The cover sleeve for "All Around the World" by Oasis was shot at Bournemouth, it features 4 of the bandmates standing on the beach and looking up towards to the sky, while the words "All Around The World" are written in the sand.


Bournemouth contains places of worships for many denominations. The town has several examples of Victorian church architecture. These include St Stephen's church, which was built for services under the influence of the Oxford Movement and was finished in 1898. Also included is the Richmond Hill St Andrew's Church, part of the United Reformed Church. The Church was built in 1865 and enlarged in 1891.

The town is also the home of the Bournemouth Reform Synagoguemarker, formerly known as Bournemouth New Synagogue. It is a Reform Jewish synagogue with over 700 members. There is also the architecturally notable Bournemouth Hebrew Congregationmarker.

Image:Bournemouth Richmond Hill church.jpg|St Andrew's Richmond Hill church, built in 1865.Image:Bournemouth St Stephen's church.jpg|Bournemouth St Stephen's church, built in 1898.Image:Bournemouth Synagogue.jpg|The Bournemouth Hebrew Congregationmarker.


The town has a professional football club, AFC Bournemouth, who play in League Two, and Bournemouth F.C. who play in the Wessex League Premier Division. AFC Bournemouth play at the Fitness First Stadiummarker (historically known as Dean Court) near Boscombemarker in Kings' Park, east of the town centre. The Westover and Bournemouth Rowing Club is the town's coastal rowing club situated on the West Beach next to the Oceanarium. The oldest sporting club in Bournemouth, it competes in regattas organised by the Hants and Dorset Amateur Rowing Association that take place on the South Coast of England between May and September.Bournemouth Rugby Club, who compete in the South West Division One, has its home at the Bournemouth Sports Club located next to Bournemouth Airportmarker. The Bournemouth Cricket Club, also situated next to the airport is one of Dorset's largest cricket clubs. Their 1st team play in the Southern Premier League.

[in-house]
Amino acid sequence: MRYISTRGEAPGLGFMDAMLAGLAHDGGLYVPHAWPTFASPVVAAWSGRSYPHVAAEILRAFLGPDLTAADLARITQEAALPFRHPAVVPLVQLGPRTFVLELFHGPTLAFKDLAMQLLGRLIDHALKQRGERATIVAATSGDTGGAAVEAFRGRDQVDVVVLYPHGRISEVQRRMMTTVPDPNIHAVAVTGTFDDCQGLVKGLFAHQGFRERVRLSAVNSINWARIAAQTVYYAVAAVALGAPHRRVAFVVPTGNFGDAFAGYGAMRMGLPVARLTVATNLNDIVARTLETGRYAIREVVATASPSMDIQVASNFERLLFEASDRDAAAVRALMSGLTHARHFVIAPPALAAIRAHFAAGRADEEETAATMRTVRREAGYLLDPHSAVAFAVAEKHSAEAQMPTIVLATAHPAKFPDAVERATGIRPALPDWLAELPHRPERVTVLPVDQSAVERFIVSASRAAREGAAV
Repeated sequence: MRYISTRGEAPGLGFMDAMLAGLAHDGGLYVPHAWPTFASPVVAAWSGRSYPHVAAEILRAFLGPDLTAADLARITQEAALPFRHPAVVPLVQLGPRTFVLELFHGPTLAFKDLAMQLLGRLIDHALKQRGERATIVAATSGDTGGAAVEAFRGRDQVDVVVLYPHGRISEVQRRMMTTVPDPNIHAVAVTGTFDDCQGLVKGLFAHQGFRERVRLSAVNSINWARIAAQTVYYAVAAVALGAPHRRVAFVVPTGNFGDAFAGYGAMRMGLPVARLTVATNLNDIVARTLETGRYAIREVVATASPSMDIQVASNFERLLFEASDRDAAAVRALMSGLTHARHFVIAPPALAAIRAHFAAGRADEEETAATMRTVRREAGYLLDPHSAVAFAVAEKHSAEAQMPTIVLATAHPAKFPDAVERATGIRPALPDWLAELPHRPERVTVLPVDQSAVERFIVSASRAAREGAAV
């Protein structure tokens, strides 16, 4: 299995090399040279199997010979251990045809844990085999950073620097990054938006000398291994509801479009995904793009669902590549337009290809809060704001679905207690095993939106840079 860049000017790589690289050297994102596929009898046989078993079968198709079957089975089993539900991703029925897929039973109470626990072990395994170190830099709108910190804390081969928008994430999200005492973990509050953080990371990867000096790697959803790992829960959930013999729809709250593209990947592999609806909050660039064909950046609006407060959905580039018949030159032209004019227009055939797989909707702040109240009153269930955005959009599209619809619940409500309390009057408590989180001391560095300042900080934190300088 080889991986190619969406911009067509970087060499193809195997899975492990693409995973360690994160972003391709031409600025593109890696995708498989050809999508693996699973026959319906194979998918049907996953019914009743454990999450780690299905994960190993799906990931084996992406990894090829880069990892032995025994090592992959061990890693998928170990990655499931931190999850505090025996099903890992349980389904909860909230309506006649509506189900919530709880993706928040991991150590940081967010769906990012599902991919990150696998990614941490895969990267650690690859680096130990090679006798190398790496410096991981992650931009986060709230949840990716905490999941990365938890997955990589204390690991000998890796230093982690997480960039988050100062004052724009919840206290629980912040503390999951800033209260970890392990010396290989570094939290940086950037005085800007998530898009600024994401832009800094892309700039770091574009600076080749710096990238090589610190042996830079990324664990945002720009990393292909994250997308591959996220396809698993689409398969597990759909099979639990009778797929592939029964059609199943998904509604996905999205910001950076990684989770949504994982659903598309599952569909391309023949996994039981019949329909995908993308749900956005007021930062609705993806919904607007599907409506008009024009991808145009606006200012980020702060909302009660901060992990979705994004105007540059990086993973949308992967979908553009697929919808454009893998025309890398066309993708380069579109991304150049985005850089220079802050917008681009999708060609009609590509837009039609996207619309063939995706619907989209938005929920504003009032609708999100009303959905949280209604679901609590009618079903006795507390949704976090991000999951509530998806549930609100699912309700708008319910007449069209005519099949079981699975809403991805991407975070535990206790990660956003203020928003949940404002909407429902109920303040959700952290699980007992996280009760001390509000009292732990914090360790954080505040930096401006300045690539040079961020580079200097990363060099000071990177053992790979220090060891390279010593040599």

Recently, the Bournemouth International Centre has become a venue for a round of the Premier League Darts Championship organised by the Professional Darts Corporation. It was rated as one of the favourites to become the new host for the PDC World Championships as the last site, Circus Tavern, could not hold the growing numbers of fans.

Bournemouth also has a thriving watersports community with its beaches having great conditions for Windsurfing and Kitesurfing. On a windy day you can see many kitesurfers and windsurfers out enjoying the waves all the way along the beach from Hengistbury head to Sandbanks, and there are quite a few local schools for the beginner to learn either sport. There is a local Kiteboarding club, Bournemouth Boarding, which is growing in popularity and is recognised by the BKSA. There is a yearly Festival, Animal Windfest, held at the end of the beach on Sandbanksmarker in nearby Poolemarker which includes Kitesurfing and Windsurfing competitions along with zapcat racing and other spectacles.


The main shopping streets in the centre of town are just behind the seafront on either side of the River Bourne; footpaths lead down to the sea from The Square through the lower section of Bournemouth Central Gardens.